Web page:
One of the most fascinating things about the world of agricultural commodities is just how global the markets are. Palm oil produced in Indonesia ends up in chocolate consumed in Europe. Soybeans grown in Brazil are transported to China, where they're used as animal feed for poultry and pork. The interconnectedness of the global economy is a truly magnificent thing to behold.
Some signs suggest that producers, consumers and governments may be rethinking elements of this globalization. There's the headline-grabbing nervousness about various governments (you know who you are!) threatening a retreat from the relatively free trade to which we've become accustomed. But there's also another movement to reshape the commodity supply chains of recent years. While decentralization and anonymity were often seen as features, not bugs, leading to greater efficiency, it's increasingly recognized that these come at the expense of traceability. Traceability, in turn, is viewed as important because it ensures that all across lengthy supply chains, commodities are produced in a sustainable fashion.
I'm often reminded of what economic historian Karl Polanyi called the "double movement" in his classic work, The Great Transformation. Polanyi wrote, "For a century the dynamics of modern society was governed by a double movement: the market expanded continuously but this movement was met by a countermovement checking the expansion in definite directions." Moves toward ever greater economic liberalism and free trade were met with constraints "aiming at the conservation of man and nature" to protect "those most immediately affected by the deleterious action of the market." Sociologist Fred Block uses the analogy of a giant elastic band to clarify the double movement. Efforts to increase the market's autonomy create more tension on the elastic band. Either this tension is relieved by counter-measures to assuage those affected, or the band snaps - resulting in social and economic upheaval.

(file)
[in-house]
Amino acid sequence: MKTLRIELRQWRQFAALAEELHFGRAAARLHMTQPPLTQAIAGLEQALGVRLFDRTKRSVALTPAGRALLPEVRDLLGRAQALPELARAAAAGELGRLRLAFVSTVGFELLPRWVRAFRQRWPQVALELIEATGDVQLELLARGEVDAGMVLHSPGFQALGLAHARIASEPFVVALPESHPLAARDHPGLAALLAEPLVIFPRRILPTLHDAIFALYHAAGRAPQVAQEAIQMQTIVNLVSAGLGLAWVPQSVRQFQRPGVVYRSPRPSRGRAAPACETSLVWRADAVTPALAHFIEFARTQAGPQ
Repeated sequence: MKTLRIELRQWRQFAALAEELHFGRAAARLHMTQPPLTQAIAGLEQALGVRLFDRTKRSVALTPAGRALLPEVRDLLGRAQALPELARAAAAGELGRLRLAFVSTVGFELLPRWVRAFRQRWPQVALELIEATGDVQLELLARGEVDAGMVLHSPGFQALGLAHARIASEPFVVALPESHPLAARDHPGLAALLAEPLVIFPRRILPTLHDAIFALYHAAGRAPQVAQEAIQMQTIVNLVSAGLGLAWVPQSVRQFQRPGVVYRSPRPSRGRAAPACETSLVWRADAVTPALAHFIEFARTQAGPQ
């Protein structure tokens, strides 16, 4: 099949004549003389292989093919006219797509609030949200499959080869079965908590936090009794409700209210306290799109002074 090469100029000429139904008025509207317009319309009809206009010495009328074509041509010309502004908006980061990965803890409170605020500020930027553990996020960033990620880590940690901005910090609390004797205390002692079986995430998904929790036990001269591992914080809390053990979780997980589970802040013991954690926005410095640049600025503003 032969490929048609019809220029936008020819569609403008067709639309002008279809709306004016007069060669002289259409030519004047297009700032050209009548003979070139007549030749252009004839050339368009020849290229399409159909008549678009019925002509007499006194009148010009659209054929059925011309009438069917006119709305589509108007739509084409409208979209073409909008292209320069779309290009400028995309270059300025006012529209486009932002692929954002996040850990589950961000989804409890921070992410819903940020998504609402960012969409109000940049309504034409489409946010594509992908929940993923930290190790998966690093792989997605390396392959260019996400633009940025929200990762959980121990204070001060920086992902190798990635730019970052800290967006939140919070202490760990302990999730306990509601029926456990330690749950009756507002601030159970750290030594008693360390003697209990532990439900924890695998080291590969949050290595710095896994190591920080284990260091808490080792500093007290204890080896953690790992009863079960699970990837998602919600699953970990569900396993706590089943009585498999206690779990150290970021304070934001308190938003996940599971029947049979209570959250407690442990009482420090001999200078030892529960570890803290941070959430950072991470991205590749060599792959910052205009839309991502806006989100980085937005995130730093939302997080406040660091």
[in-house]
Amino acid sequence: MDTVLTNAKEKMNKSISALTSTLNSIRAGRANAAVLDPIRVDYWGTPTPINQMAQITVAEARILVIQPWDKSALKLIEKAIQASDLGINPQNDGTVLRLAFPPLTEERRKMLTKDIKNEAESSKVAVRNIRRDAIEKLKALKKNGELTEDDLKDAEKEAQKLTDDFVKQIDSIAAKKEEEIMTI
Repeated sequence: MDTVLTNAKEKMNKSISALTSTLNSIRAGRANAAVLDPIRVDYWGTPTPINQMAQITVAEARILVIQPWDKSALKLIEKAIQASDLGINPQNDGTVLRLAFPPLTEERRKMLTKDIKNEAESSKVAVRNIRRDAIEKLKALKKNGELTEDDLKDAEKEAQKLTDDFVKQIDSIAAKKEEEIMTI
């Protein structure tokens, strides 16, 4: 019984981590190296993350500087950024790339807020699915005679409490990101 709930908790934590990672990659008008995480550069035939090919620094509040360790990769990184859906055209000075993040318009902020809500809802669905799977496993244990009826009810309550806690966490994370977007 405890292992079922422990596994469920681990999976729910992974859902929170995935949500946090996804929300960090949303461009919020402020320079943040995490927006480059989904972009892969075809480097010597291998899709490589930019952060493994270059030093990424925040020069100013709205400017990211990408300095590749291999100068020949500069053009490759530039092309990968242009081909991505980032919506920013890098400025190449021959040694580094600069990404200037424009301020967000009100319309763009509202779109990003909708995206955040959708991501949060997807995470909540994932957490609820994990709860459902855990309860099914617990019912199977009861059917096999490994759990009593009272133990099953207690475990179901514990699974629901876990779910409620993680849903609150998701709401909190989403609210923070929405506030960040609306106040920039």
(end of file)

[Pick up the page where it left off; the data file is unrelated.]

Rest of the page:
Players along soft commodity supply chains are realizing now that they're missing valuable information. Like Block's elastic band, these supply chains may have been stretched beyond their point of usefulness. Shifting norms have created consumers who are concerned about the production methods used. This isn't so unique in the history of commodities. For instance, enlightened consumers railed against slavery's inextricable links with the sugar and cotton trades. What is new is the global nature of the counter-movement. Those very same consumers are guided not by pure altruism, but because they recognize they too will suffer the "deleterious action" of unsustainable commodity production, in the form of climate change. Furthermore, the tools to manage and identify these issues are now increasingly global. Impressive leaps in technology now allow analysts across the world to identify hotspots of deforestation.
There's one global counter-movement that could really turn the tide in favour of climate-smart commodity production: finance. Polanyi would probably disagree vigorously, but I think of it as fighting fire with fire - an apt meptahor, given that this is about deforestation. Jonah Busch and Frances Seymour have written an excellent new book, Why Forests? Why Now?, which is a clarion call for more finance for forests. So far that's been a tough nut to crack, if you'll forgive another agricultural pun. But it's clear that, with the right incentives, capital will realize that forests provide many goods and services beyond agricultural commodities. Figuring out how to monetize these - and thus how to attract capital - will be an exciting challenge for the climate finance world in the years to come.